For the end of a long road trip, the Pistons’ effort against the Los Angeles Clippers on Sunday night is to be commended.
A loss is still a loss, but some losses can provide lessons that can help a team improve later this year or even into next year. It seems that the Pistons are learning how to compete from the opening tip to the end of games a little more, which is something that they hadn’t done as consistently in years past.
The Pistons led for most of the 131-124 loss, and they had a very good shooting night, but just couldn’t put the clamps on the Clippers well enough to hold on in the fourth quarter.
“The physicality is something that great teams do; we have to get ready for that on the defensive end,” coach Dwane Casey said.
“They shot 63% and 57% from 3 and they had their way with us on the offensive end. They had no quit in them, which is very important.”
The Pistons (16-38) don’t play against until Wednesday, when they’ll have a rematch against the Clippers, and they could have Jerami Grant, who has missed the last three games because of knee soreness, back in the lineup. The Clippers were without Kawhi Leonard.
Here are some observations from the loss:
► The Pistons were moving the ball around well, with 33 assists on 46 made field goals. Cory Joseph led the way with 13 assists, and that ball movement, especially in the halfcourt offense, kept the Clippers guessing, and the shotmaking made for an intriguing game. It’ll be interesting to see if the Pistons can maintain that same energy in Wednesday’s rematch. The Pistons had 15 assists on their first 19 baskets, and without Grant, they become more unpredictable in whom they’ll run the offense through.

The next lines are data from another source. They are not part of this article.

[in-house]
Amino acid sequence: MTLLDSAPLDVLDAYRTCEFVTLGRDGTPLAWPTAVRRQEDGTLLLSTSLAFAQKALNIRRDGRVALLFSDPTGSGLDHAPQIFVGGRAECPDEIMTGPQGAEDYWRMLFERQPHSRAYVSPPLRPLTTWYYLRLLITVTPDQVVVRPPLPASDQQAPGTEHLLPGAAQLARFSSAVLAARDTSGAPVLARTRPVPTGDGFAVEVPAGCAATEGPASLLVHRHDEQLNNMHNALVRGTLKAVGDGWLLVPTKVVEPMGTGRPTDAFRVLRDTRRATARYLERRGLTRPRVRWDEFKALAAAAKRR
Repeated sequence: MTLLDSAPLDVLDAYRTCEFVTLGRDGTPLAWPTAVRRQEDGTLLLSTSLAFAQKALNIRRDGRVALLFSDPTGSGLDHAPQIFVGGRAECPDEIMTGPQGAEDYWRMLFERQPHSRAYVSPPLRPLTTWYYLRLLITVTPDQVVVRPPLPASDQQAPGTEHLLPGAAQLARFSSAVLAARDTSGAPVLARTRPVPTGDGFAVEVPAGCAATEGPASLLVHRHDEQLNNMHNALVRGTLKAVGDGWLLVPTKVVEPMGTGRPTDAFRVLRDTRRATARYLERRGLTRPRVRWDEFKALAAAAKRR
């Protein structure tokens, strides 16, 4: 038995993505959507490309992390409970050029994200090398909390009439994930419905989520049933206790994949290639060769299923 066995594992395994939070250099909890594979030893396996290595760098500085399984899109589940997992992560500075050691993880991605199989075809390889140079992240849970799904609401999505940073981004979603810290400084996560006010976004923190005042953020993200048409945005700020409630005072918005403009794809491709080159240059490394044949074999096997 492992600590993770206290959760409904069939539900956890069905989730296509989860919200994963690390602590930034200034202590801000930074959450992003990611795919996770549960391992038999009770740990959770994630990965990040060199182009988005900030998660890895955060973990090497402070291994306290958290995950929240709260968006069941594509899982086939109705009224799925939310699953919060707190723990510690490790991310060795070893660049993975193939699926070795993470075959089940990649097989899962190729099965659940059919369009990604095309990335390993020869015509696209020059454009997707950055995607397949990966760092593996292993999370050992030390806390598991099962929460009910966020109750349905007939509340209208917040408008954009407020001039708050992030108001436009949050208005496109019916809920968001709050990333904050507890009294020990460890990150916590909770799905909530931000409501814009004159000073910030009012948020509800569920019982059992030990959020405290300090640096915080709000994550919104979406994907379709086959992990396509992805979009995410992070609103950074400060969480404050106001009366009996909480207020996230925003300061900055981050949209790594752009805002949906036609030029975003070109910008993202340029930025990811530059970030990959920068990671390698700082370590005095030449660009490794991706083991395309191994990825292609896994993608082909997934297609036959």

► The Clippers roster is loaded with former Pistons, including three of Sunday’s starters: Reggie Jackson, Luke Kennard and Marcus Morris. It was a breakout game for Morris, who had 33 points, going 6-for-8 on 3-pointers and shooting 13 of 18 overall. He was a menace in the paint, with the midrange jumper and from beyond the arc. Jackson had 12 points, five rebounds and seven assists and Kennard 11 points in 24 minutes. Casey called the Clippers “Detroit West,” with all the connections, including Chauncey Billups as an assistant coach and many others in their front office.
► It seemed that the Pistons’ lead was tenuous, at best, for much of the game. They were hitting their shots, but the Clippers were shooting more than 60% from the field, and they were getting easy shots from Morris and George.
“We said the first team that plays defense is going to win,” Casey said. “They have the firepower and the 3-point shooting and it’s tough to sustain getting tough twos when they’re hitting threes…We didn’t get consistent stops, especially in the fourth quarter.”
► Frank Jackson continues to show that he has plenty to offer the Pistons as a scorer off the bench. He had 16 points in 23 minutes, with a power dunk to punctuate his contributions.
Jackson keeps defenses honest because they have to respect his 3-point shooting, but when he’s cutting or getting to the rim, he brings a different dimension to the offense.
► Saddiq Bey continues to impress with his 3-point shooting, making another five triples on Sunday. He’s gone through some peaks and valleys this season, but his 113 3-pointers in his first 50 games ranks third in NBA history, which is saying a lot about both how many he’s taken and how consistent he’s become. More than that, he’s becoming a threat inside, where he can use his strength against smaller defenders and get easy baskets. He’s becoming quite the find for the Pistons.